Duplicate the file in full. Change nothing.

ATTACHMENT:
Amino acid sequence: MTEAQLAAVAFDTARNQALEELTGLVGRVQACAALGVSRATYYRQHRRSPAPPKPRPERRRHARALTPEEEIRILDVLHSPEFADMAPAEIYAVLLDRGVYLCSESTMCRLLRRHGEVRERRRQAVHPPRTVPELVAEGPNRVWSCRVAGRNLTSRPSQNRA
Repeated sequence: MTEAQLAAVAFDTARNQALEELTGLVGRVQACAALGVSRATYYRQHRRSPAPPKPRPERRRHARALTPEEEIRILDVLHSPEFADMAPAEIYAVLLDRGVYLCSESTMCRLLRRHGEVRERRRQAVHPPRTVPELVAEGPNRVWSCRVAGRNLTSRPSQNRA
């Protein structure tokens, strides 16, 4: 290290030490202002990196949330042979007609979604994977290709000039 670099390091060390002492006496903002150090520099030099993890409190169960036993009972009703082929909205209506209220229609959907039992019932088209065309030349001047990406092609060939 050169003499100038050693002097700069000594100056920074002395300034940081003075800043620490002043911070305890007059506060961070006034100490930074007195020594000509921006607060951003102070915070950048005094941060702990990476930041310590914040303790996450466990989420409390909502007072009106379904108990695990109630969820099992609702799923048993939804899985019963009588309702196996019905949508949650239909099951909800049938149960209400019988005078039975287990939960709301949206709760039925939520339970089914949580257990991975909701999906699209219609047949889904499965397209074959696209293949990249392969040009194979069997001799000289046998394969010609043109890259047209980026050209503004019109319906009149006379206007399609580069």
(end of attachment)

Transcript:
Amino acid sequence: MTEAQLAAVAFDTARNQALEELTGLVGRVQACAALGVSRATYYRQHRRSPAPPKPRPERRRHARALTPEEEIRILDVLHSPEFADMAPAEIYAVLLDRGVYLCSESTMCRLLRRHGEVRERRRQAVHPPRTVPELVAEGPNRVWSCRVAGRNLTSRPSQNRA
Repeated sequence: MTEAQLAAVAFDTARNQALEELTGLVGRVQACAALGVSRATYYRQHRRSPAPPKPRPERRRHARALTPEEEIRILDVLHSPEFADMAPAEIYAVLLDRGVYLCSESTMCRLLRRHGEVRERRRQAVHPPRTVPELVAEGPNRVWSCRVAGRNLTSRPSQNRA
């Protein structure tokens, strides 16, 4: 290290030490202002990196949330042979007609979604994977290709000039 670099390091060390002492006496903002150090520099030099993890409190169960036993009972009703082929909205209506209220229609959907039992019932088209065309030349001047990406092609060939 050169003499100038050693002097700069000594100056920074002395300034940081003075800043620490002043911070305890007059506060961070006034100490930074007195020594000509921006607060951003102070915070950048005094941060702990990476930041310590914040303790996450466990989420409390909502007072009106379904108990695990109630969820099992609702799923048993939804899985019963009588309702196996019905949508949650239909099951909800049938149960209400019988005078039975287990939960709301949206709760039925939520339970089914949580257990991975909701999906699209219609047949889904499965397209074959696209293949990249392969040009194979069997001799000289046998394969010609043109890259047209980026050209503004019109319906009149006379206007399609580069």